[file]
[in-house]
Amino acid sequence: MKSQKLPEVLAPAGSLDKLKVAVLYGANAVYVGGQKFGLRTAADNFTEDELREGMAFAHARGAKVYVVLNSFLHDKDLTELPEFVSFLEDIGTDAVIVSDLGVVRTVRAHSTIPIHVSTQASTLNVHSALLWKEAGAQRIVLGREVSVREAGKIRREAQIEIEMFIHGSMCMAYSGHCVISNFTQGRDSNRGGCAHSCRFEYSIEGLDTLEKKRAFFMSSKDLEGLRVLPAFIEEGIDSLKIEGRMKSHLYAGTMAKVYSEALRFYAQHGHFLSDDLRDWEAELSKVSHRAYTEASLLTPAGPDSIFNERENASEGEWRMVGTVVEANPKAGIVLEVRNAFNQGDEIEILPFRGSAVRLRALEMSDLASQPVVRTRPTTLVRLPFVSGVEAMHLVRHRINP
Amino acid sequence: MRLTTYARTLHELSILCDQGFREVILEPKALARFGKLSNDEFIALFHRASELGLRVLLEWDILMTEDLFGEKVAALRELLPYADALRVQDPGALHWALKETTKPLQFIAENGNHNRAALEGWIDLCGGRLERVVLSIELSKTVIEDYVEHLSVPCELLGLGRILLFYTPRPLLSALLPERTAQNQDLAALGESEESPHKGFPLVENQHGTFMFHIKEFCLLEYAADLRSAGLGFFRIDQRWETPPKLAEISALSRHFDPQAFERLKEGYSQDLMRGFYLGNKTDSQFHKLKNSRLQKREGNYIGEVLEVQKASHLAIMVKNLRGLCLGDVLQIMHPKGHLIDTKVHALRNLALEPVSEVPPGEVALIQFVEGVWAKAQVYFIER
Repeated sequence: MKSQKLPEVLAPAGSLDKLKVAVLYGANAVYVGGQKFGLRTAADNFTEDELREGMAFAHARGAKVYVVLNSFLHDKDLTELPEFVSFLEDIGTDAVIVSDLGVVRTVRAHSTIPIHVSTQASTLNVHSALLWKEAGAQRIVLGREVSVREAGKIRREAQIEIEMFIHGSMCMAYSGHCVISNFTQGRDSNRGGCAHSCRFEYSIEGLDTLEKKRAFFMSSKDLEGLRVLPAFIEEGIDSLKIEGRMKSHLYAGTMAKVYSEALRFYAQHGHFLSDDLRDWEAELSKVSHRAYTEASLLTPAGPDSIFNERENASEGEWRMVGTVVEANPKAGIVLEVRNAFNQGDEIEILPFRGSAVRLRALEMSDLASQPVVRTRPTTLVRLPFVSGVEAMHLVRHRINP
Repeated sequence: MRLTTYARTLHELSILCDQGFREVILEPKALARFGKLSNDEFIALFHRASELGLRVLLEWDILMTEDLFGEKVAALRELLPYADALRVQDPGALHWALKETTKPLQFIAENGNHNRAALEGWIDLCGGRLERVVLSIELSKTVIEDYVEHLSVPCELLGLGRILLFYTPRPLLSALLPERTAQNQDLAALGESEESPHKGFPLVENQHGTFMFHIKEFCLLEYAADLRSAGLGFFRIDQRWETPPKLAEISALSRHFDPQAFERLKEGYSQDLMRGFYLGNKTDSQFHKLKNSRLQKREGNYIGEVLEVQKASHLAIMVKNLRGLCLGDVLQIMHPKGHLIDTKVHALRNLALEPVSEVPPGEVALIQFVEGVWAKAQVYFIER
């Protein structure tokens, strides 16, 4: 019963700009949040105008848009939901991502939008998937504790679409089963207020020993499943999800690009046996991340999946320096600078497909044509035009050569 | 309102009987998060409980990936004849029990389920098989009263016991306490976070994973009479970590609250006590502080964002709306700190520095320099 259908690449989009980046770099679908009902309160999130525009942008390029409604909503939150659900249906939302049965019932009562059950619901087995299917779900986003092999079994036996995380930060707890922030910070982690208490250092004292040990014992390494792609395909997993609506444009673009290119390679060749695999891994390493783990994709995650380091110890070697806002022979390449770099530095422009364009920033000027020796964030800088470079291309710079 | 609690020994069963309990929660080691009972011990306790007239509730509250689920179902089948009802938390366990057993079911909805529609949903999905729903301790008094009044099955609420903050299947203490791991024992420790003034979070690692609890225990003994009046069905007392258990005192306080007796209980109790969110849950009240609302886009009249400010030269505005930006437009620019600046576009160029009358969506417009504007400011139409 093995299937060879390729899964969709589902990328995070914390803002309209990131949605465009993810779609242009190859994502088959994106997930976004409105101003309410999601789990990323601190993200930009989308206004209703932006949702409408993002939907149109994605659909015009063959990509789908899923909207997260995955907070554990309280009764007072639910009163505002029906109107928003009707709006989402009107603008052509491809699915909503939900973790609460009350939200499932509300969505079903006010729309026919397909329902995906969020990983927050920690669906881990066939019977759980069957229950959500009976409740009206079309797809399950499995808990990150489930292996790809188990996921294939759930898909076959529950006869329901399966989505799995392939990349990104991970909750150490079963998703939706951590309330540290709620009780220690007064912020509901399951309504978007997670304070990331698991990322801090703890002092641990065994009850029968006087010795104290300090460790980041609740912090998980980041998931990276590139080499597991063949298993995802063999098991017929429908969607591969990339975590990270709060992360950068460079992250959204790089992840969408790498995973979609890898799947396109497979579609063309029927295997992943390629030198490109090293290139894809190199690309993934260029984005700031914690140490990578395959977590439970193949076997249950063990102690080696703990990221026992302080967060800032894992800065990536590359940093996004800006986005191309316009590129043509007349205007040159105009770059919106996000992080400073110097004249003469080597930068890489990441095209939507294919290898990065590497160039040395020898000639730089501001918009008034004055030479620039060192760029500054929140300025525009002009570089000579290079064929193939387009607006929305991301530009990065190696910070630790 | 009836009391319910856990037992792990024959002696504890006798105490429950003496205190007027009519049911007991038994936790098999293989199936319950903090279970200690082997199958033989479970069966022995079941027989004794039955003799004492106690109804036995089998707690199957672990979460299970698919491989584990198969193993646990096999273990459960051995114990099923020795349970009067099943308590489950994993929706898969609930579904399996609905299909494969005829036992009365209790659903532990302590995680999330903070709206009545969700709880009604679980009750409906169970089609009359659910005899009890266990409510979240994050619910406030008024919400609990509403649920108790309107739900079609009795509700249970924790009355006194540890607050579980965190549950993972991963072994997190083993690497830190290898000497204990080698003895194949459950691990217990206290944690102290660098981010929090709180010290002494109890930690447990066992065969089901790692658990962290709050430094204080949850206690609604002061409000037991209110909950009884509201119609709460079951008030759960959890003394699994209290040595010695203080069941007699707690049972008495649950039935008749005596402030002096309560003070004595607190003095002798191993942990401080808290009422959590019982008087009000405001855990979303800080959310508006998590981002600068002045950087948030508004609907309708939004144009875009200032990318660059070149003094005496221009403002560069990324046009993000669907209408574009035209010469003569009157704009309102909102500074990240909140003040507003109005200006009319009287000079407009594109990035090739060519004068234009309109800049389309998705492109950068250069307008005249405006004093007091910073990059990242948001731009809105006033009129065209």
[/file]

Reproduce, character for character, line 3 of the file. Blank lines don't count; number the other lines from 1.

Amino acid sequence: MRLTTYARTLHELSILCDQGFREVILEPKALARFGKLSNDEFIALFHRASELGLRVLLEWDILMTEDLFGEKVAALRELLPYADALRVQDPGALHWALKETTKPLQFIAENGNHNRAALEGWIDLCGGRLERVVLSIELSKTVIEDYVEHLSVPCELLGLGRILLFYTPRPLLSALLPERTAQNQDLAALGESEESPHKGFPLVENQHGTFMFHIKEFCLLEYAADLRSAGLGFFRIDQRWETPPKLAEISALSRHFDPQAFERLKEGYSQDLMRGFYLGNKTDSQFHKLKNSRLQKREGNYIGEVLEVQKASHLAIMVKNLRGLCLGDVLQIMHPKGHLIDTKVHALRNLALEPVSEVPPGEVALIQFVEGVWAKAQVYFIER